Check out which companies are making headlines before the bell:
Thor Industries — The recreational vehicle maker is buying privately held RV-related products maker Jayco Corp. for $576 million in cash.
Micron Technology — The chipmaker reported an adjusted loss of eight cents per share, one cent a share smaller than expected. Revenue was slightly below Street estimates. Micron also said it would cut jobs as part of an effort to lower costs as demand for the company's memory chips continues to decline.
Tesla Motors — Tesla is the subject of a preliminary investigation by federal regulators, following the disclosure of a fatal accident involving a Tesla Model S being driven in autopilot mode. Tesla said it informed regulators immediately after the crash occurred on May 7.
Nike — Nike co-founder Phil Knight retired as chairman of the athletic apparel and footwear maker. CEO Mark Parker will take the chairman's role, while Apple CEO Tim Cook was named lead independent director. Cook has been on the Nike board of directors since 2005.
Williams Cos. — Williams saw six of its directors resign, after an attempt to remove Chief Executive Officer Alan Armstrong failed, according to Reuters. The departures come after Energy Transfer Equity abandoned its more than $20 billion deal to buy its rival pipeline operator.
Apple — Apple is in talks to buy Jay Z's music service Tidal, according to a Dow Jones report. A Tidal spokesman, however, said its executives had not talked with Apple.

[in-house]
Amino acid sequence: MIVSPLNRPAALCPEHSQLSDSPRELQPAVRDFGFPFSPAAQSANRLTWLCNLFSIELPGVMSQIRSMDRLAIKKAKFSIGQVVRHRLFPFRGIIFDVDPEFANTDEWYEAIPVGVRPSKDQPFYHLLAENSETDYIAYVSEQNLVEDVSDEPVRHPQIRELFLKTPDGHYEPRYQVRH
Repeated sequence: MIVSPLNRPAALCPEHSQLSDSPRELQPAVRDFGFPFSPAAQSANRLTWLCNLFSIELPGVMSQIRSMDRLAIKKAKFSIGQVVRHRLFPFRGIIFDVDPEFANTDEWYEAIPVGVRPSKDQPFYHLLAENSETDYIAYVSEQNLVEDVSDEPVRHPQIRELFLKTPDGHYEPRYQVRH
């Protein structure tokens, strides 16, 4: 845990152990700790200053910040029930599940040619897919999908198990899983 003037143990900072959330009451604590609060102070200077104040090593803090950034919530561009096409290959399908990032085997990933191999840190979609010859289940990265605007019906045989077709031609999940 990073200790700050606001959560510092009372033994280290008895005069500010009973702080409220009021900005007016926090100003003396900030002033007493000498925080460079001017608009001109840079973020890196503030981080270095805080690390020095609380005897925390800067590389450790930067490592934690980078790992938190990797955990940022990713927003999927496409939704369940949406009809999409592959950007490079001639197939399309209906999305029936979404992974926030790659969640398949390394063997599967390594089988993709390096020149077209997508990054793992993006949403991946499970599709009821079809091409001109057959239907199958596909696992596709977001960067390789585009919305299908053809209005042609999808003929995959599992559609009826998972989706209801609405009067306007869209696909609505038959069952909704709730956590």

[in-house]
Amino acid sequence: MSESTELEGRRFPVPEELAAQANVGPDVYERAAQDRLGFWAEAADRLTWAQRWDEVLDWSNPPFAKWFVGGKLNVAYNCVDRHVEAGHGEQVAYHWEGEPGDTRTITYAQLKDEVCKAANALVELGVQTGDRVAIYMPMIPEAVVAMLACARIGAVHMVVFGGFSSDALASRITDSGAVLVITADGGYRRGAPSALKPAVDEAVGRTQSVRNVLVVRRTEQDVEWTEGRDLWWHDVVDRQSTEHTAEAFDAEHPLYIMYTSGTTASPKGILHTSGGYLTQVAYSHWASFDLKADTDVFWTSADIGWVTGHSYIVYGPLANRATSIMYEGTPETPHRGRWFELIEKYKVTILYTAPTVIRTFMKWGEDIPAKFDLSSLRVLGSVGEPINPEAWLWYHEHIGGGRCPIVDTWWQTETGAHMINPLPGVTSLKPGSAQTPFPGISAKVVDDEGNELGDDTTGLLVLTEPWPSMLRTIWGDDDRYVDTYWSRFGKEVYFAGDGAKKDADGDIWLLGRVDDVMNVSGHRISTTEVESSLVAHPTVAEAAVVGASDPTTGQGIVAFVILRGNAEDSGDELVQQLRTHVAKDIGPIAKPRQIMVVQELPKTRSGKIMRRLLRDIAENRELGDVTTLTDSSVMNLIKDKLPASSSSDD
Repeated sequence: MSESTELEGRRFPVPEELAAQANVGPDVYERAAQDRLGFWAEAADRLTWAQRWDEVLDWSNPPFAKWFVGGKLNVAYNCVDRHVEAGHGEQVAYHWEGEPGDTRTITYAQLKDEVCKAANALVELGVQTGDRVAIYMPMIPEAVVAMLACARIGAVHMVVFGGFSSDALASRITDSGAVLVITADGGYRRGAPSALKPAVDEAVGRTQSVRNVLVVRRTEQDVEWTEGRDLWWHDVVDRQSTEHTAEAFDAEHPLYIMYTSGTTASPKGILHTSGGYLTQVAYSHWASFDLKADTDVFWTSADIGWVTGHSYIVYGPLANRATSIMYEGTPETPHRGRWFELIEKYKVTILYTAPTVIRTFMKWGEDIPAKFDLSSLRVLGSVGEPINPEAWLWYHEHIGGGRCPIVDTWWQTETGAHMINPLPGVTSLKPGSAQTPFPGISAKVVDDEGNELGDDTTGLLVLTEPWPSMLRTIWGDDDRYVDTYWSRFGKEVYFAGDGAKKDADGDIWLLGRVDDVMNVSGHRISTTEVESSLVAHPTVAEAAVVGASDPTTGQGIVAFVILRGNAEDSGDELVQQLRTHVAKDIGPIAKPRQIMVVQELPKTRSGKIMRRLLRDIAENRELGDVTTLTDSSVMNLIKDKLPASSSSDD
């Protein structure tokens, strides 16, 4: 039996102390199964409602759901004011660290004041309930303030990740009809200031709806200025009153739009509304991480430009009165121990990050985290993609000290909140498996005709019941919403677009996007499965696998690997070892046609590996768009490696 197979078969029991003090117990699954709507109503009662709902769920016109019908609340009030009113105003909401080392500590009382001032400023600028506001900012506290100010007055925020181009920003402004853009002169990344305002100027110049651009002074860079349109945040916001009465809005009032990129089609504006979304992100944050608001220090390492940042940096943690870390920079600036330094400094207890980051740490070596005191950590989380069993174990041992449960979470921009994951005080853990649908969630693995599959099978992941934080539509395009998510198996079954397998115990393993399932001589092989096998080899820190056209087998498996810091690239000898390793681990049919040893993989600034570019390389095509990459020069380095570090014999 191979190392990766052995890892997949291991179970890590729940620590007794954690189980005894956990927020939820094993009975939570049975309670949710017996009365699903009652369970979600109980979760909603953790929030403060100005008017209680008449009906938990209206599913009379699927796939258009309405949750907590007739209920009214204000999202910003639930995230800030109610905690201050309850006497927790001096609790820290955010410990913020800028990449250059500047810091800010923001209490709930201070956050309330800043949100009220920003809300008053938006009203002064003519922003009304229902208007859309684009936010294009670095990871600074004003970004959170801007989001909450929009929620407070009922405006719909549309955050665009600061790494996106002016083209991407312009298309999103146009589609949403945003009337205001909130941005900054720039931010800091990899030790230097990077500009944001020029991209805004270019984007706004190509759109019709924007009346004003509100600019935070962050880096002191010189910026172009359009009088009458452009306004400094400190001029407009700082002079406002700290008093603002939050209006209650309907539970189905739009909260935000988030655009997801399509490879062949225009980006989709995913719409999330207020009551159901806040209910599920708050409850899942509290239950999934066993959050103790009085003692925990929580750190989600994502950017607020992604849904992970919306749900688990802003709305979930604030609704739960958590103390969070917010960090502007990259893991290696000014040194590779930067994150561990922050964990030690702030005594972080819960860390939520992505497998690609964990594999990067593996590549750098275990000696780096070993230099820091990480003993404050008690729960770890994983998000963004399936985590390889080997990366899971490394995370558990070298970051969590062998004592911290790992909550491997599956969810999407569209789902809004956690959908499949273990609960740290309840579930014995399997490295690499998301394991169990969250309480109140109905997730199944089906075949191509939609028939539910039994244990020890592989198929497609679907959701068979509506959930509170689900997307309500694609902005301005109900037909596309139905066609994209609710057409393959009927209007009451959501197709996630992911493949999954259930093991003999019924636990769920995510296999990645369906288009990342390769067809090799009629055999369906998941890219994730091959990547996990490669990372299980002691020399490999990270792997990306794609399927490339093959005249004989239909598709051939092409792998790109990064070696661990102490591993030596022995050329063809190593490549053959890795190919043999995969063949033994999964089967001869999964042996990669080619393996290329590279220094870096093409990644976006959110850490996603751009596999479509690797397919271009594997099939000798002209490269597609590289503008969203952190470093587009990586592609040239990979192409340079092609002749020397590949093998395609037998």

Oracle — Oracle was ordered to pay Hewlett-Packard Enterprise $3 billion in damages in a case involving support for the former Hewlett-Packard's Itanium servers. Oracle said it would appeal the verdict.
BHP Billiton — BHP will appeal a Brazilian court's decision to reinstate a $6 billion claim against the mining company related to last year's disaster involving the Samarco iron ore mine.
Walt Disney — Disney will buy a 33 percent stake in the video unit of Major League Baseball's digital operation, MLB Advanced Media, according to a Bloomberg report. The deal values the business at about $3.5 billion.
Starbucks — Starbucks was accused of slashing employee work hours in an online petition that's been signed by more than 9,000 people. The company said there was no nationwide cutback in labor hours or jobs at the coffee chain's stores.
Chipotle Mexican Grill — Chipotle's chief creative and development officer, Mark Crumpacker, was accused of being one of 18 alleged buyers in a New York cocaine ring case.